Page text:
Churches: 3 Smart Strategies To Prevent A Crash
After his trans-Atlantic flight in 1927, a kind of mania swept the nation about Charles A. Lindbergh. Parks, children, streets, bridges, mountains, and schools were named after him. Western Union got so many messages that it had to assign thirty-eight full-time employees to manage them all. Lindbergh had subscribed to a newspaper-clipping service so that his mother could read articles about him in newspapers, but by the end of the first week after the famous flight, she was shocked to learn that a fleet of trucks was loading up several tons of newspaper articles to deliver to her house. At least 250 popular songs were written to honor Lindbergh and his flight.
However, three years before the now-famous flight, there was a little known incident involving Lindbergh crashing a plane. Lindbergh and another man were flying to California when, due to a fuel miscalculation, they had to put the plane down in a plowed field in Camp Wood, Texas. The field was too small and soft to take off from, so the plane was moved to the main street of Camp Wood, refueled, and readied for take off. Lindbergh was going to use the main street for a runway, a real challenge since the street’s telephone poles were only forty-six feet apart, and the wingspan of the plane forty-four feet. As the plane increased speed down the street, a wheel hit a rut causing a wing to clip a pole, and the plane turned sideways and crashed into a hardware store. Fortunately, no one was injured.
There is a lesson in here for churches, especially church plants that are just taking off—leave yourself plenty of room so that when you hit a bump you don’t crash!
Churches, here are three areas where you should leave yourself some room:
1. Leave room for agility.
One way that churches in transition hem themselves in is by overly detailed and restrictive by-laws. Some church by-laws are so detailed that they stipulate matters such as what type of committees the church will have. Essentially, this means they will have no more and no fewer committees than prescribed. How is that church going to adapt to changing times? As Rick Warren has aptly said, teams that know how to call an audible win the game. In a football game a play may be called in the huddle, only to find when it lines up against the defense that there is no way it is going to succeed. That is when the quarterback changes the play by calling an audible. Churches need to be agile and flexible to meet the many changes of life.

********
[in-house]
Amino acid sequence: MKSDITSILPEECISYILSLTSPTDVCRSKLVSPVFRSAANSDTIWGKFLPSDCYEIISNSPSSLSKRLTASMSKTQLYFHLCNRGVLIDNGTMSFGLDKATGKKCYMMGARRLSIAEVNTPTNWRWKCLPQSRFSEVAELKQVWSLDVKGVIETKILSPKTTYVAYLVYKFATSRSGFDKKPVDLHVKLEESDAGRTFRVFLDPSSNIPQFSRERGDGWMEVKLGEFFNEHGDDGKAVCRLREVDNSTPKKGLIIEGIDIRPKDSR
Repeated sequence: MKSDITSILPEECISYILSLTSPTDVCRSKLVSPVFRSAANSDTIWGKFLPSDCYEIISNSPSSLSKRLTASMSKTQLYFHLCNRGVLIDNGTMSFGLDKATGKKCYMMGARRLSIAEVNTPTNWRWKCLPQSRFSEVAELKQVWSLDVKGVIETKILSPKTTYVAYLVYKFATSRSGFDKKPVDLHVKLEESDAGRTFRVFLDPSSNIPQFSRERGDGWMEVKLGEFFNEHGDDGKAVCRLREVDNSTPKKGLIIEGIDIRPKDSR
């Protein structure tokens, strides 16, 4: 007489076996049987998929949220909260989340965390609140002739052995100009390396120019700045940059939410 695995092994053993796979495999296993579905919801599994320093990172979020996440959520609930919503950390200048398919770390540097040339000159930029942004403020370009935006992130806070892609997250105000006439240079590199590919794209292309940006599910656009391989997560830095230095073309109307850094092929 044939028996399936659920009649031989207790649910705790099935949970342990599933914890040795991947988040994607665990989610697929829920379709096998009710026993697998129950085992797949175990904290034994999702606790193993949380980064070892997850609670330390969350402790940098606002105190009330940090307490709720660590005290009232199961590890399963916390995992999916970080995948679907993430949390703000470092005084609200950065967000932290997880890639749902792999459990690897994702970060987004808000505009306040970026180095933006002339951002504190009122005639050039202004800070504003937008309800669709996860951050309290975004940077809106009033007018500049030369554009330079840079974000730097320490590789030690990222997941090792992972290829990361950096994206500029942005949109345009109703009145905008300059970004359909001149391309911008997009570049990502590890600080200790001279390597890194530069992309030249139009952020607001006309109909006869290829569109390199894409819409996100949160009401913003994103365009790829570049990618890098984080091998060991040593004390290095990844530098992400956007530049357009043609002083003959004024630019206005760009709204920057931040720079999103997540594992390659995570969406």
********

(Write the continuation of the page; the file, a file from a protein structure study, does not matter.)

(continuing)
2. Leave room for growth.
Another way churches limit themselves, especially churches in a season of growth, is by buying property too soon and too small. Churches grow weary of rented facilities, and set-up and tear-down every week is difficult. So some, in their haste, buy a piece of land far too small, and the shoe is forever going to tell the foot how big it can get!
3. Leave room for creativity.
Other churches get narrow in things like the curriculum they will allow to be used in their children’s ministry. It has to be from the publishing house of their particular denominational tribe. Couldn’t you look for what is the most creative and effective, and if needed, tweak it a little to fit your theological preferences?
Paul exemplified amazing agility when he wrote, “When I was with the Jews, I lived like a Jew to bring the Jews to Christ… When I am with the Gentiles who do not follow the Jewish law, I too live apart from the law so I can bring them to Christ… When I am with those who are weak, I share their weakness, for I want to bring the weak to Christ. Yes, I try to find common ground with everyone, doing everything I can to save some.” (1 Corinthians 9:20-22)
Lindbergh tried to take off with restrictions so narrow that one little bump was going to have bad results. Churches, don’t do the same!
What are some other ways that churches could restrict themselves and hinder future effectiveness?
If you liked this, then you’ll also like Adaptability: The Characteristic of Successful People.